These data demonstrate that seasonal influenza virus vaccination elicits a significant inflammatory response among pregnant women. The response was most robust at two days post-vaccination for C-reactive protein, with a similar, though nonsignificant, pattern of response for TNF-α. No statistically significant changes in IL-6 or MIF were evidenced. However, the power to detect effects was limited by sample size. Thus, despite changes in immune regulation previously reported in pregnancy, vaccination resulted in a transient inflammatory response among pregnant women. As there was no nonpregnant comparison group in this study, and participants in previous studies are not demographically equivalent to the current study [39
], the magnitude or duration of response during pregnancy versus nonpregnancy is unknown.
The utility of vaccination as a model for examining differential risk for adverse outcomes is dependent on sufficient variability in responses, allowing for meaningful classification of individuals as high versus low responders. In the current study, substantial variability was evidenced, as indicated by large standard deviations relative to mean increases and resulting high coefficients of variation. From a research standpoint, the presence of this variability may be of greater importance than the average magnitude of response overall. For example, we have previously reported that pregnant women with greater depressive symptoms exhibited significant inflammatory responses in terms of serum MIF at one week post-vaccination although there was not a statistically significant increase in MIF among women overall [41
The assessment of in vivo
inflammatory responses and factors affecting such responses has important applications in the context of pregnancy. Pregnancy is a period of tight inflammatory control. Attenuation of inflammatory responses during pregnancy has been reported in both human and animal models [24
] and lack of such adaptation has been associated with adverse pregnancy outcomes. For example, peripheral blood mononuclear cells (PBMCs) stimulated in vitro
with antigen or mitogen showed decreased proinflammatory cytokine production and increased antiinflammatory cytokine production during healthy pregnancy ending in full term delivery as compared to nonpregnancy, with the strongest effects seen in the third trimester [28
]. In contrast, among pregnancies that subsequently ended in miscarriage or small for gestational age babies, PBMCs exhibited greater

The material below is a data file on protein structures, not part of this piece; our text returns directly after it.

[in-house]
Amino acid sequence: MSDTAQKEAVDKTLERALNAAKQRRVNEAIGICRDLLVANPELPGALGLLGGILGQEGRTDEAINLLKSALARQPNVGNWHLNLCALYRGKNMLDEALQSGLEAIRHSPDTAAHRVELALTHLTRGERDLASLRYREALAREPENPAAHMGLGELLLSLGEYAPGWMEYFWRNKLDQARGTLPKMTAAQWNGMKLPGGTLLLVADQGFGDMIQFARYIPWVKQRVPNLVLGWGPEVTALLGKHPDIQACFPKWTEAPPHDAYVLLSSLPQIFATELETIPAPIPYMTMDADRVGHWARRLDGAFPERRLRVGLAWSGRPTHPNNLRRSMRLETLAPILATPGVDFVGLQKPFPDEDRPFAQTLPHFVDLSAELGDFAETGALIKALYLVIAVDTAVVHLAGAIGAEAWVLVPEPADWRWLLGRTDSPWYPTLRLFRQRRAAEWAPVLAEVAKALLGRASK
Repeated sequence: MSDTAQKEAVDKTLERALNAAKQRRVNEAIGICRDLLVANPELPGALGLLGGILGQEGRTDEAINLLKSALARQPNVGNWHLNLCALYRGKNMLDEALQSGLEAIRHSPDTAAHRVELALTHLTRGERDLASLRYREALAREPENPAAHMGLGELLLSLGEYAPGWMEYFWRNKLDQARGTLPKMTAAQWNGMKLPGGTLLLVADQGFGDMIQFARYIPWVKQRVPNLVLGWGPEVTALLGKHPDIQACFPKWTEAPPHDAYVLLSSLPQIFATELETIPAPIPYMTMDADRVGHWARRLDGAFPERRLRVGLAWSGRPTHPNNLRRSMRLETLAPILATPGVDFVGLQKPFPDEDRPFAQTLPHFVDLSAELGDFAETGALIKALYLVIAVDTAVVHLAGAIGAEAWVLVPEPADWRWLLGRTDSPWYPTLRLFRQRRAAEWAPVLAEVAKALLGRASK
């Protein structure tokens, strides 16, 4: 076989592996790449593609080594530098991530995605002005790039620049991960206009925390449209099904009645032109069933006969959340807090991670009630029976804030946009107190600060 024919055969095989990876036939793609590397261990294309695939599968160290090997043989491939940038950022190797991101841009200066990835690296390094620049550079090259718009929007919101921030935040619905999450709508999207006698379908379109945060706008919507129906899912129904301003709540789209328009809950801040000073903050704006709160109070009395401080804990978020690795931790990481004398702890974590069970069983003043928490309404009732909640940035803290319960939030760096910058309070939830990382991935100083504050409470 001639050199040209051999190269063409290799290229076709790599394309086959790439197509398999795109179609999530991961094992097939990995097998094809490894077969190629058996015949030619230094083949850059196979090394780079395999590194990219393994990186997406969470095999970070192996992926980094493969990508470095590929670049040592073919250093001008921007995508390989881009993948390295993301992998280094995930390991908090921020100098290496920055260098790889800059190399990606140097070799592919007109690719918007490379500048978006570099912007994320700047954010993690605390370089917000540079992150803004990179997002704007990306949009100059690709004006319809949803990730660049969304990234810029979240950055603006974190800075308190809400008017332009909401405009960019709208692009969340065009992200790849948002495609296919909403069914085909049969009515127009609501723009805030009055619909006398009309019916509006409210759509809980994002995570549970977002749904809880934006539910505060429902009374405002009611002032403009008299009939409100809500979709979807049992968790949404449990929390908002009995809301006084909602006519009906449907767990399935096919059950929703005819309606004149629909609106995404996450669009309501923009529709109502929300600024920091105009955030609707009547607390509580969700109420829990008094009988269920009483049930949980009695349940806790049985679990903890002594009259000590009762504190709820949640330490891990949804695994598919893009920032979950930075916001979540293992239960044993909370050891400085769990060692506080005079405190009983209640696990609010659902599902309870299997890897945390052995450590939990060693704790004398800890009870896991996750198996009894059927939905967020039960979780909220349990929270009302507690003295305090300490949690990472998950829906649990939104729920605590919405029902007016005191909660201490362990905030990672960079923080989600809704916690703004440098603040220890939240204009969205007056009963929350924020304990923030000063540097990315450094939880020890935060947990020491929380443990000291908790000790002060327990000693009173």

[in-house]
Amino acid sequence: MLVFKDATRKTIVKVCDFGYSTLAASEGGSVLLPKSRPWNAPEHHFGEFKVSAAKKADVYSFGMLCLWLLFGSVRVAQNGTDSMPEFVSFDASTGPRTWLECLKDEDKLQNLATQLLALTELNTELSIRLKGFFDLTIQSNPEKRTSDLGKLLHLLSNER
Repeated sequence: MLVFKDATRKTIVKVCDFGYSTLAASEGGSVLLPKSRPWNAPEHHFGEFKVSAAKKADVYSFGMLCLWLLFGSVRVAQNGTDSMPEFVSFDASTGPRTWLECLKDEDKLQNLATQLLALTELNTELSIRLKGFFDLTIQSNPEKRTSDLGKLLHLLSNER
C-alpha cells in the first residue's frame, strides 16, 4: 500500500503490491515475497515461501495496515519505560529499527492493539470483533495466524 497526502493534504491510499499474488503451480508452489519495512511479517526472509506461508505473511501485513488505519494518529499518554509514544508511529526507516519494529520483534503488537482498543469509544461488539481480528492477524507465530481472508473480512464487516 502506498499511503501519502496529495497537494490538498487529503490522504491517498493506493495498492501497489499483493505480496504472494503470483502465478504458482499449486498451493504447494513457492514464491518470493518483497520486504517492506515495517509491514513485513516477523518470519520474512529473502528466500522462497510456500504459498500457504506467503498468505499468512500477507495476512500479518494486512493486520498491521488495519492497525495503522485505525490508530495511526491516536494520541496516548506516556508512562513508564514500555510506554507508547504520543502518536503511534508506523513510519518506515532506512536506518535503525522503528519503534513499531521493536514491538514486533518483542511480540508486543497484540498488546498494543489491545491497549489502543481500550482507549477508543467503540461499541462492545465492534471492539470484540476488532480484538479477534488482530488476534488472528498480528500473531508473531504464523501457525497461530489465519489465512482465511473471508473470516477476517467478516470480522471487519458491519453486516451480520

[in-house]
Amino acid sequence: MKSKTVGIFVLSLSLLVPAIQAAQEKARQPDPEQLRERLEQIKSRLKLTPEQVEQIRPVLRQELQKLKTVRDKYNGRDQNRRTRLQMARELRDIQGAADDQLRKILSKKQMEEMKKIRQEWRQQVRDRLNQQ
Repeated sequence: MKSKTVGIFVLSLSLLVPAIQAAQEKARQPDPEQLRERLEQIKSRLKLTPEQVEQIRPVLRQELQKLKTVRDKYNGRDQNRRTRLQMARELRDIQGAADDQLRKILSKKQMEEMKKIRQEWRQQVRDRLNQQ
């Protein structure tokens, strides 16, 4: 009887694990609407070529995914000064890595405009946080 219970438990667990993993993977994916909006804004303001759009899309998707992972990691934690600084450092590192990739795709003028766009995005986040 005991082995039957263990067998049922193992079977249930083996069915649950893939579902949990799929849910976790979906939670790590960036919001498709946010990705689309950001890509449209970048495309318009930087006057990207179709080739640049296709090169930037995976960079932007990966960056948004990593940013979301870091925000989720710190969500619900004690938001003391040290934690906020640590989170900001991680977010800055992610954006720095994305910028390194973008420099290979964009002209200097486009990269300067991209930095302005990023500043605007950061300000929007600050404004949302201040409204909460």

proinflammatory cytokine production and reduced
antiinflammatory cytokine production as compared to cells from both nonpregnant women and healthy pregnancies [28
Inflammatory processes may also contribute to gestational hypertension and preeclampsia which affect 6–8% of all pregnancies and are responsible for 40% of medically-indicated preterm deliveries [31
]. These disorders are characterized by high levels of circulating inflammatory markers [31
]. Many features of preeclampsia, including impaired lipid metabolism and endothelial dysfunction, can be induced by proinflammatory cytokines [46
] and the clinical severity of preeclampsia correlates with the degree of dysregulation seen in cytokine function [47
]. Inflammation associated with infections may disrupt lipid metabolism and cause endothelial damage, predisposing women to the development of hypertensive disorders of pregnancy [48
]. Therefore, women prone to exhibit exaggerated inflammatory responses to immune triggers may show increased risk of these disorders and related increased risk of preterm birth.
Studies in pregnant women to-date have relied on in vitro methodology. As compared to in vitro models, examination of similar processes in the in vivo setting provides rich data regarding inflammatory processes in the complex natural environment. Thus, vaccination provides a model that may be useful in understanding differences in risk for pregnancy-related conditions with an inflammatory component, including preterm birth and preeclampsia.
These research directions are suggested in relation to conceptualizing vaccination as a mild inflammatory trigger that may serve as a model for understanding a general propensity toward inflammatory responding. However, there are important gaps in our knowledge of the effects of vaccination on fetal health. Relatedly, the wisdom of universal vaccination for healthy pregnant women is a topic of debate [6
]. Due to the known risks of influenza infection in pregnancy and evidence for no effects of vaccination on birth outcomes including preterm labor, rates of C-section, or fetal malformation [8
], vaccination is considered beneficial and is currently standardly recommended to all pregnant women [1
]. There is strong evidence that exposure to infectious agents during the prenatal period influences developmental outcomes including stress reactivity, disease susceptibility, and risk for disorders including schizophrenia and cerebral palsy [49
]. Thus, by preventing infection, vaccination may mitigate long-term risks for offspring health. The inflammatory response elicited by vaccination is considerably milder and more transient than that elicited by infection [55